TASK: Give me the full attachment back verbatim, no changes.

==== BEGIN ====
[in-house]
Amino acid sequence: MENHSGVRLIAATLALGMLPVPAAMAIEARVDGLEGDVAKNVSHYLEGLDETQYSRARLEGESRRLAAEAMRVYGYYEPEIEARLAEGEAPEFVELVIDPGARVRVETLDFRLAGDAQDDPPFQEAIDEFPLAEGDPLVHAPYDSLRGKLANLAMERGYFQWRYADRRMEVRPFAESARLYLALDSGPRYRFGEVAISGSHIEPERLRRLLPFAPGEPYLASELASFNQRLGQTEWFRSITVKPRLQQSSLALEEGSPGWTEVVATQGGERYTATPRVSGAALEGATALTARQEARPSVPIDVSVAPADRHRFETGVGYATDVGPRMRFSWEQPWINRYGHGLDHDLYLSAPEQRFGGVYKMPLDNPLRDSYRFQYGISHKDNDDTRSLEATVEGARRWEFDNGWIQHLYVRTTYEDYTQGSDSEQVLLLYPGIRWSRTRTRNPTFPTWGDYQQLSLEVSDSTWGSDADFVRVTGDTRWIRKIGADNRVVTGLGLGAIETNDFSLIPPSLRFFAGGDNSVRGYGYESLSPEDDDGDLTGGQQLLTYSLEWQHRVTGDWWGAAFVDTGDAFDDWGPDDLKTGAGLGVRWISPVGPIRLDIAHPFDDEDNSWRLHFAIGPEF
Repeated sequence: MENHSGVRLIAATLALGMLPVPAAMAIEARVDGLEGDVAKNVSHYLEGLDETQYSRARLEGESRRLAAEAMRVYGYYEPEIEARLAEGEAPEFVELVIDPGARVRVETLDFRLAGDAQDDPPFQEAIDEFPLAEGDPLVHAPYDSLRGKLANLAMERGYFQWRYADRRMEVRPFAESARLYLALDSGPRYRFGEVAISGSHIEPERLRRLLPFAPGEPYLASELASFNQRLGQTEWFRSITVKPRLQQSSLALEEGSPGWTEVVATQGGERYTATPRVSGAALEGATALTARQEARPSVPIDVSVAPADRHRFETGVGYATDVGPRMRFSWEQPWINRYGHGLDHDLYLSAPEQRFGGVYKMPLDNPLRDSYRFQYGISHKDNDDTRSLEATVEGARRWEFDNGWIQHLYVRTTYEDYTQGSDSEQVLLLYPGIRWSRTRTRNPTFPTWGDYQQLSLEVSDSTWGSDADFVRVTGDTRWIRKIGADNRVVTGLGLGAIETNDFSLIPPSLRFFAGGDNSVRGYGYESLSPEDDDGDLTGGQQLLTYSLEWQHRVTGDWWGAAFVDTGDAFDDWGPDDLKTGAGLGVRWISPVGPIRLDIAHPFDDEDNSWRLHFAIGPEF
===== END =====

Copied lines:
[in-house]
Amino acid sequence: MENHSGVRLIAATLALGMLPVPAAMAIEARVDGLEGDVAKNVSHYLEGLDETQYSRARLEGESRRLAAEAMRVYGYYEPEIEARLAEGEAPEFVELVIDPGARVRVETLDFRLAGDAQDDPPFQEAIDEFPLAEGDPLVHAPYDSLRGKLANLAMERGYFQWRYADRRMEVRPFAESARLYLALDSGPRYRFGEVAISGSHIEPERLRRLLPFAPGEPYLASELASFNQRLGQTEWFRSITVKPRLQQSSLALEEGSPGWTEVVATQGGERYTATPRVSGAALEGATALTARQEARPSVPIDVSVAPADRHRFETGVGYATDVGPRMRFSWEQPWINRYGHGLDHDLYLSAPEQRFGGVYKMPLDNPLRDSYRFQYGISHKDNDDTRSLEATVEGARRWEFDNGWIQHLYVRTTYEDYTQGSDSEQVLLLYPGIRWSRTRTRNPTFPTWGDYQQLSLEVSDSTWGSDADFVRVTGDTRWIRKIGADNRVVTGLGLGAIETNDFSLIPPSLRFFAGGDNSVRGYGYESLSPEDDDGDLTGGQQLLTYSLEWQHRVTGDWWGAAFVDTGDAFDDWGPDDLKTGAGLGVRWISPVGPIRLDIAHPFDDEDNSWRLHFAIGPEF
Repeated sequence: MENHSGVRLIAATLALGMLPVPAAMAIEARVDGLEGDVAKNVSHYLEGLDETQYSRARLEGESRRLAAEAMRVYGYYEPEIEARLAEGEAPEFVELVIDPGARVRVETLDFRLAGDAQDDPPFQEAIDEFPLAEGDPLVHAPYDSLRGKLANLAMERGYFQWRYADRRMEVRPFAESARLYLALDSGPRYRFGEVAISGSHIEPERLRRLLPFAPGEPYLASELASFNQRLGQTEWFRSITVKPRLQQSSLALEEGSPGWTEVVATQGGERYTATPRVSGAALEGATALTARQEARPSVPIDVSVAPADRHRFETGVGYATDVGPRMRFSWEQPWINRYGHGLDHDLYLSAPEQRFGGVYKMPLDNPLRDSYRFQYGISHKDNDDTRSLEATVEGARRWEFDNGWIQHLYVRTTYEDYTQGSDSEQVLLLYPGIRWSRTRTRNPTFPTWGDYQQLSLEVSDSTWGSDADFVRVTGDTRWIRKIGADNRVVTGLGLGAIETNDFSLIPPSLRFFAGGDNSVRGYGYESLSPEDDDGDLTGGQQLLTYSLEWQHRVTGDWWGAAFVDTGDAFDDWGPDDLKTGAGLGVRWISPVGPIRLDIAHPFDDEDNSWRLHFAIGPEF